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Saturday, September 20, 2014 |  Madison, WI: 67.0° F  Fair
The Daily

MOVIES

A Serious Man retells the Job story

Embrace paradox; accept life's mysteries. These are some of the things that serious men learn. God owes us bupkis in the way of answers. With A Serious Man, the Coen brothers have made one of their best and most personal movies. It is rich with ideas and packed with the sort of existential jokes that tickle the Coen boys so. >More
 Cold Souls: Life swap

In Cold Souls, an actor named Paul Giamatti smells different, and his skin feels somehow scaly to his wife, Claire. She wants to know what's wrong with him, why the man in bed next to her looks and sounds like her husband, but doesn't seem to have his spirit, his essential Paul-ness. >More
 Where the Wild Things Are not

Like any good myth, Where the Wild Things Are has lessons to teach, but also ambiguities. To his credit, director Spike Jonze retains ambiguities in his film version, which he wrote with Gen-X literary icon Dave Eggers. But given the book's austerity, the film has quite a few gaps to fill, even at a brief hour and 34 minutes. >More
 Bright Star chronicles a poetic romance

Bright Star is romantic. It is comic. And it is very sad. If you know anything about the tubercular John Keats, you can guess how this story ends. >More
 Under Our Skin: Epidemic proportions

My favorite documentaries are by filmmakers like Frederick Wiseman and Barbara Kopple, who let the cameras roll as interesting people go about their interesting lives. The resulting films feel emotionally true and, often, satisfyingly ambiguous. >More
 Whip It: Skating party

Drew Barrymore's directing debut, Whip It, based on a screenplay about women's roller derby by Shauna Cross, teems with girl-power spirit and exudes an all-encompassing benevolence. >More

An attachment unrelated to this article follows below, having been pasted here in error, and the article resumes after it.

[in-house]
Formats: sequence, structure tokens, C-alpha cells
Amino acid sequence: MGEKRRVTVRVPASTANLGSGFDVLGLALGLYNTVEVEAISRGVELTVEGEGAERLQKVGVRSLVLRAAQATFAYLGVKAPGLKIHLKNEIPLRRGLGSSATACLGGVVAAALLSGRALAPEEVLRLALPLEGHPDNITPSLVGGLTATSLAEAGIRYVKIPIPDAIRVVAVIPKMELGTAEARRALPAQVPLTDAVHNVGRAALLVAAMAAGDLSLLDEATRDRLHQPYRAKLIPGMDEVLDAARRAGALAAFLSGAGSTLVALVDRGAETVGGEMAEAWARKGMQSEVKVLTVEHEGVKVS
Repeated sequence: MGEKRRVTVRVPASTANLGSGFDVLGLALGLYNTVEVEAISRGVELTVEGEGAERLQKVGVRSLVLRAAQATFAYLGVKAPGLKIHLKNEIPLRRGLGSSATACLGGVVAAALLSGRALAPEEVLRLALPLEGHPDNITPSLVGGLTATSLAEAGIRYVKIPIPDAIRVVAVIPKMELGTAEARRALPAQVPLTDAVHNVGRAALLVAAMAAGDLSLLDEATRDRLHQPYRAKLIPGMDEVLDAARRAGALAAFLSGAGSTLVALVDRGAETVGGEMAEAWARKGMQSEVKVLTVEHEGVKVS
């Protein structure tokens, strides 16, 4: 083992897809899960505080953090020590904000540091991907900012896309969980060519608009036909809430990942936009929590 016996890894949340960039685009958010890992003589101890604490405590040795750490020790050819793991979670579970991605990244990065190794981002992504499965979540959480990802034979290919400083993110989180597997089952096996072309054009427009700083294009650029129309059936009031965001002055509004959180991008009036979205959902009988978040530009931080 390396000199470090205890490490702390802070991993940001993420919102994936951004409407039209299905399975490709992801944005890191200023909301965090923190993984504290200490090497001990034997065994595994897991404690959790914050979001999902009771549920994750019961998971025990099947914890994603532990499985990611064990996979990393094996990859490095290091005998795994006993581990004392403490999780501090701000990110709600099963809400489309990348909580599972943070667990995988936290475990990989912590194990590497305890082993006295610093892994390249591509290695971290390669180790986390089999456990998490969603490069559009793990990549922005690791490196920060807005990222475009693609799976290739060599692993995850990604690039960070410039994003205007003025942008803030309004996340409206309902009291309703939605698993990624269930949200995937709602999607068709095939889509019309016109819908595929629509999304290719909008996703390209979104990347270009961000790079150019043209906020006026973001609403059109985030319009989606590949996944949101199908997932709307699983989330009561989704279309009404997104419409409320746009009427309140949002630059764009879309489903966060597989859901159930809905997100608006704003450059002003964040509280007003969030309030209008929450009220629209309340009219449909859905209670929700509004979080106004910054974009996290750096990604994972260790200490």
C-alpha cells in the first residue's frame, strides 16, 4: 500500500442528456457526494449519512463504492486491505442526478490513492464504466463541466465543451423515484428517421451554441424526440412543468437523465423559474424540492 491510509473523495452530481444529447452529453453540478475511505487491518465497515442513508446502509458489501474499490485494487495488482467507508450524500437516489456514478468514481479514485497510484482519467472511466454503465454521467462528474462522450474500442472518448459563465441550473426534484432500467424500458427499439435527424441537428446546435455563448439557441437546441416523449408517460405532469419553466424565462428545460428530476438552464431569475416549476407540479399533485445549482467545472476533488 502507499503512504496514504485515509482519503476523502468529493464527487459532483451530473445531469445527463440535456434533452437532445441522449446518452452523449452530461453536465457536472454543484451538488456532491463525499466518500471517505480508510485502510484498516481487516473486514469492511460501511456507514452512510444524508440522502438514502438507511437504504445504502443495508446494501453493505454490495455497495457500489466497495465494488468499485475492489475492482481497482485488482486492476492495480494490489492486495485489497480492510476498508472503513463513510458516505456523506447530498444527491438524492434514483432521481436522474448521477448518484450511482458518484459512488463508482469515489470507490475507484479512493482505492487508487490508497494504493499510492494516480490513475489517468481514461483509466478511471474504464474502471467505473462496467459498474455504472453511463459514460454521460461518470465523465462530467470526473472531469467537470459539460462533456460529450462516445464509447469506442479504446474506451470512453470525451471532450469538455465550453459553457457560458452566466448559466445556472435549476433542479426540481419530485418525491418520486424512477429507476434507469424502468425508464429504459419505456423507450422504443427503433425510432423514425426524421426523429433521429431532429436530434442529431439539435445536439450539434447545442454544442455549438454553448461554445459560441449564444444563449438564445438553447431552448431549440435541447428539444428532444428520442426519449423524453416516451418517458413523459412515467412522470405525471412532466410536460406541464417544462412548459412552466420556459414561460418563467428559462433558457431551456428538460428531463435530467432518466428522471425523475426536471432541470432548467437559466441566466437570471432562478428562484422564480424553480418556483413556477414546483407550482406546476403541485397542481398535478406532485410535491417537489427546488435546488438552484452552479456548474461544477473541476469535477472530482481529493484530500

Capitalism: A Love Story: Filthy lucre

The aspects of Michael Moore's filmmaking that we have come to embrace over the years -- his prominent roles as sloppy court jester and self-appointed spokesman for the American people -- are the very things that get him into trouble in his new documentary, Capitalism: A Love Story. >More
 The September Issue exposes the weird Vogue staff

When Vogue editor Anna Wintour made an uncomfortable appearance on Letterman a few weeks ago, an ominously telling moment came when the host held up a copy of the September issue. >More
 I Hope They Serve Beer In Hell: Disaster movie

I Hope They Serve Beer in Hell is the movie of the book by the blogger Tucker Max, who has attracted young readers with his stories of alcohol-soaked sex romps. This unfunny comedy is chiefly memorable, if that's the right word, for its contempt of disabled people and, especially, women. >More
 Tucker Max gets them gasping at Sundance

Tucker Max knows what he's doing. The blogger, author and, now, screenwriter and film producer doesn't sidestep critics who say he promotes rape culture. He embraces them. >More
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